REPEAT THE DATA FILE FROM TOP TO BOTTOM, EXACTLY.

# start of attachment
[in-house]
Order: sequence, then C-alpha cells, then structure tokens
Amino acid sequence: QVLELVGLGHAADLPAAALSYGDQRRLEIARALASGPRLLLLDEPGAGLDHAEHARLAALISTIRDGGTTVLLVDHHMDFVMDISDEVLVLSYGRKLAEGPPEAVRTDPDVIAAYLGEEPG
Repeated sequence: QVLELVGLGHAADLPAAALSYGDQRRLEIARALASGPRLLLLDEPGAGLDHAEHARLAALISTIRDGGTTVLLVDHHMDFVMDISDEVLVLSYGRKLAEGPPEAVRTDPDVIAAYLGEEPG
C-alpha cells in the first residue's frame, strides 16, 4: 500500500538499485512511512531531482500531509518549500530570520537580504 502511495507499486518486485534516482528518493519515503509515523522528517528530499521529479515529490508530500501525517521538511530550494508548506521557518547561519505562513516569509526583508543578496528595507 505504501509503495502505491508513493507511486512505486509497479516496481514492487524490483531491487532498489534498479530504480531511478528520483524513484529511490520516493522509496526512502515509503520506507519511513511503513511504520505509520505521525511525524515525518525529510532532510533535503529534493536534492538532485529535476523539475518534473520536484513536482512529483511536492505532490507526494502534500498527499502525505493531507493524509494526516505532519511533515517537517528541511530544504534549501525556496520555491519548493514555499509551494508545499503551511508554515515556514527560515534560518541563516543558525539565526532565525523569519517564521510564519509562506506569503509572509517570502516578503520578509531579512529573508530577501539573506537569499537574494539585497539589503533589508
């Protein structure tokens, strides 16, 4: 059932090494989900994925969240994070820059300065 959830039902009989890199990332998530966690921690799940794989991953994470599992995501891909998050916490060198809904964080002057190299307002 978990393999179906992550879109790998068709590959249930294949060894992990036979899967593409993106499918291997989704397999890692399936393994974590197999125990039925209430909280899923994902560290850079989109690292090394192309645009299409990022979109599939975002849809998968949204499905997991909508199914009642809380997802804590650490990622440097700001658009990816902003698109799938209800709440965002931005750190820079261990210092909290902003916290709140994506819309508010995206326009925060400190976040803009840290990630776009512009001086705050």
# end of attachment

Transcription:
[in-house]
Order: sequence, then C-alpha cells, then structure tokens
Amino acid sequence: QVLELVGLGHAADLPAAALSYGDQRRLEIARALASGPRLLLLDEPGAGLDHAEHARLAALISTIRDGGTTVLLVDHHMDFVMDISDEVLVLSYGRKLAEGPPEAVRTDPDVIAAYLGEEPG
Repeated sequence: QVLELVGLGHAADLPAAALSYGDQRRLEIARALASGPRLLLLDEPGAGLDHAEHARLAALISTIRDGGTTVLLVDHHMDFVMDISDEVLVLSYGRKLAEGPPEAVRTDPDVIAAYLGEEPG
C-alpha cells in the first residue's frame, strides 16, 4: 500500500538499485512511512531531482500531509518549500530570520537580504 502511495507499486518486485534516482528518493519515503509515523522528517528530499521529479515529490508530500501525517521538511530550494508548506521557518547561519505562513516569509526583508543578496528595507 505504501509503495502505491508513493507511486512505486509497479516496481514492487524490483531491487532498489534498479530504480531511478528520483524513484529511490520516493522509496526512502515509503520506507519511513511503513511504520505509520505521525511525524515525518525529510532532510533535503529534493536534492538532485529535476523539475518534473520536484513536482512529483511536492505532490507526494502534500498527499502525505493531507493524509494526516505532519511533515517537517528541511530544504534549501525556496520555491519548493514555499509551494508545499503551511508554515515556514527560515534560518541563516543558525539565526532565525523569519517564521510564519509562506506569503509572509517570502516578503520578509531579512529573508530577501539573506537569499537574494539585497539589503533589508
């Protein structure tokens, strides 16, 4: 059932090494989900994925969240994070820059300065 959830039902009989890199990332998530966690921690799940794989991953994470599992995501891909998050916490060198809904964080002057190299307002 978990393999179906992550879109790998068709590959249930294949060894992990036979899967593409993106499918291997989704397999890692399936393994974590197999125990039925209430909280899923994902560290850079989109690292090394192309645009299409990022979109599939975002849809998968949204499905997991909508199914009642809380997802804590650490990622440097700001658009990816902003698109799938209800709440965002931005750190820079261990210092909290902003916290709140994506819309508010995206326009925060400190976040803009840290990630776009512009001086705050």